Scott Locke creates handcrafted collages and digitally manipulated art, often highlighting electronic artists. He cuts each paper collage by hand and uses recurring imagery of galaxies, landscapes, and symmetrical structures, resulting in surreal and psychedelic pieces. His collages are reminiscent of your strangest, most vibrant, and utopian dreams.
Texas native Starla Halfmann creates vivid oil paintings, often combining radiant patterns with lively animals. Her passion for art began when she was four years old and living on a farm in West Texas. Growing up surrounded by natural beauty and her grandmother’s antiques heavily influenced her whimsical style, and her childlike wonder from those early days endure in her pieces. You can add one of her artworks to your home through her online store, or pick up one of her houseware items from her collaboration with Anthropologie.
Forget everything you thought you knew about glass – Micah Evans’s detail-oriented flamework ranges from functional to ethereal. His teapots and drinkware are the opposite of kitschy, but it’s his impossibly delicate large-scale sculptures that put his work in a league of its own. A few standout pieces: his layered glass topography map, magenta Singer sewing machine replica, and one-of-a-kind decanters that could double as a room’s centerpiece.
Arielle Austin works with layers of varying mediums and overlapping textures to create delicate works of art. She often uses flower petals against abstract backgrounds or within a silhouette, romantically bridging the gap between nature and human life. One of her most fanciful collections based on this technique, Their Garden Series, was one of the first she created after moving to Austin from California. The move brought the inspiration of incorporating dried flowers with bright colors, which symbolize the bringing of her comfort zone into a new city, creating harmony between the two.
Ty Nathan Clark
Though Ty Nathan Clark is well known for his abstract pieces, he is also a devoted activist, writer, cinematographer, and philanthropist – and his deep connection to civil rights, literature, and the human condition carries over to his visual art. He uses a variety of mediums and textures to create simplistic and dismantled imagery, representing the incomplete bits and pieces of personality and memories that make up each human being. He has traveled the world, exhibiting his work for the past 15 years while also diving deep into each culture to collaborate with other creatives and leave a positive lasting impression through his art and film.
Though sculptor and entrepreneur Gracelee Lawrence is currently out of town, visiting as an artist in Chiang Mai, she earned her Master of Arts from the University of Texas and numerous local awards ever since. Gracelee is also an advocate for the Austin art scene as a whole. She contributed articles promoting other Texan artists to the International Sculpture Center, and also served as co-director at Pig & Pony, an intimate gallery bringing unique exhibits to Austin. Her work draws inspiration from mid-century design, focusing on representations of feminism and sexuality, using light monochrome colors and food as a euphemism.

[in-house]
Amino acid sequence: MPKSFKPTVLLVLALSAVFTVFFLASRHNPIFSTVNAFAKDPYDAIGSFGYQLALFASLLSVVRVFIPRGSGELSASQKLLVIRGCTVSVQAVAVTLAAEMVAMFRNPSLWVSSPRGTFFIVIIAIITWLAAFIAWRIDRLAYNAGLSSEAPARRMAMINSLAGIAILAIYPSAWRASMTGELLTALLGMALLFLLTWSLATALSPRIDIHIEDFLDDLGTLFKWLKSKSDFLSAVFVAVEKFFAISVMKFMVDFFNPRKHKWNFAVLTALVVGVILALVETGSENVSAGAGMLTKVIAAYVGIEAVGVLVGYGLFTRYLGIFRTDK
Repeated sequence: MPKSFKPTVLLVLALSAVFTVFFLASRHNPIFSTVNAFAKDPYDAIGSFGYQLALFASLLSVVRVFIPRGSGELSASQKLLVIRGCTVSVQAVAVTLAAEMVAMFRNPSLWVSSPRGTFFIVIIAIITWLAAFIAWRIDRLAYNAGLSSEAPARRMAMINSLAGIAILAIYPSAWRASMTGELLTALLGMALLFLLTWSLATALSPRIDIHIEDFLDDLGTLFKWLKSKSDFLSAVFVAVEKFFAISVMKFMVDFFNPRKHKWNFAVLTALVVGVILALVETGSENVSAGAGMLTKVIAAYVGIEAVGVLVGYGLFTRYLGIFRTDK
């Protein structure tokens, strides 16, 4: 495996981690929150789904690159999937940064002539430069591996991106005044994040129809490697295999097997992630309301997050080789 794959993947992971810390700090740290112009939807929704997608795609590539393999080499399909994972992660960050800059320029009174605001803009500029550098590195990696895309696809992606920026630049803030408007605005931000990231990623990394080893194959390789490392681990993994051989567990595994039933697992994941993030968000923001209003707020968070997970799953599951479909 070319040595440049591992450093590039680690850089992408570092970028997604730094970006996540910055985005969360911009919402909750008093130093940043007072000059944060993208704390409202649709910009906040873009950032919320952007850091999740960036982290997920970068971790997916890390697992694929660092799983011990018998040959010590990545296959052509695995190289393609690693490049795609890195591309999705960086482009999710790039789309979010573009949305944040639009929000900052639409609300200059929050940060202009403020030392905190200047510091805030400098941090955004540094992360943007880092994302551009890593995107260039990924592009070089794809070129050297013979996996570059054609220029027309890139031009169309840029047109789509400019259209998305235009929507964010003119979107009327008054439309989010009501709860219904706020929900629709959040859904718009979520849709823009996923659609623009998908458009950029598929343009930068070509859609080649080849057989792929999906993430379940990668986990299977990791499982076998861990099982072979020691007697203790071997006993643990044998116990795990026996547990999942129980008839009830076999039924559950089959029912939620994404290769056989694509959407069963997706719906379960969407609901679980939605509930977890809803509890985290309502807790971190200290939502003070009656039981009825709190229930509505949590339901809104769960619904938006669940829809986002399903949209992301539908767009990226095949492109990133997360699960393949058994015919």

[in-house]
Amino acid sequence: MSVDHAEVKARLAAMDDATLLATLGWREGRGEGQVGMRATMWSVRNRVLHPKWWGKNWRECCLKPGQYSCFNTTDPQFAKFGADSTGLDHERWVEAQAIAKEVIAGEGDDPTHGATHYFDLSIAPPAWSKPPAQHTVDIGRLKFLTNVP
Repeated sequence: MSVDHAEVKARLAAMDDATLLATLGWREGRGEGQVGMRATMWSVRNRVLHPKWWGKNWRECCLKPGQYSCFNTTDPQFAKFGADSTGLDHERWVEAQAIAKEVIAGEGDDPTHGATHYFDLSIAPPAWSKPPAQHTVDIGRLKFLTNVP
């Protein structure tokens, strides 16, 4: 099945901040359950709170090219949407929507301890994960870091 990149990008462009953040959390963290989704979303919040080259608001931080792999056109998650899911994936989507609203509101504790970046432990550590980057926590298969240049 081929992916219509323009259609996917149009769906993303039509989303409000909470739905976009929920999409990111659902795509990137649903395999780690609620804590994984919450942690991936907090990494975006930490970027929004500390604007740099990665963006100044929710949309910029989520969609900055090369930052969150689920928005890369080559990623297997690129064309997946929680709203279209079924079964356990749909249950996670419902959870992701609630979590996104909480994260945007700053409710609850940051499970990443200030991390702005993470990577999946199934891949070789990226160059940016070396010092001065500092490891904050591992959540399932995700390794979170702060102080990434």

After working in the medical field for 15 years, Vy Ngo sought to recreate the range of emotions she encountered on a daily basis, from pain and suffering to unconditional love, through art. She not only accomplishes this through her mixed media tender, realistic portraits but also through muted abstract pieces and lifestyle scenes.
Hallie Eubanks’s bright oil paintings, charcoal figure drawings, and lifestyle photographs have traveled with her all around the state of Texas. She began with a focus on realism, but her work has grown increasingly abstract as she has grown as an artist. You may also see her oil paintings in the form of pillows; she has a deep interest in interior design, collaborating with Molly Graham Design to turn her paintings into textiles.
Since emerging in 2012, Adam Crosson has been unstoppable in terms of his growing list of scholarships, awards, and exhibitions. A semester in college spent studying European art and history in London heavily influenced the literary and philosophical themes seen in his work today. He creates large-scale installations that contrast with the architecture of the spaces they occupy, often using rigid materials ranging from metal to fluorescent lights to shipping containers, with the hopes that viewers will form their own ideas and revelations about how they interpret the pieces.
Though Ryan Hawk is still in the process of obtaining his Master of Arts from the University of Texas, he already has an extensive and impressive list of awards, exhibitions, and residencies under his belt. Ryan is versatile and comfortable expressing his ideas through a variety of techniques, including sculpture, drawing, performance art, video, and installations. Though current events influence much of his work, he also acknowledges the responsibility he has not only as an artist but also a queer artist – and works to create a space in the art scene with which queers can identify.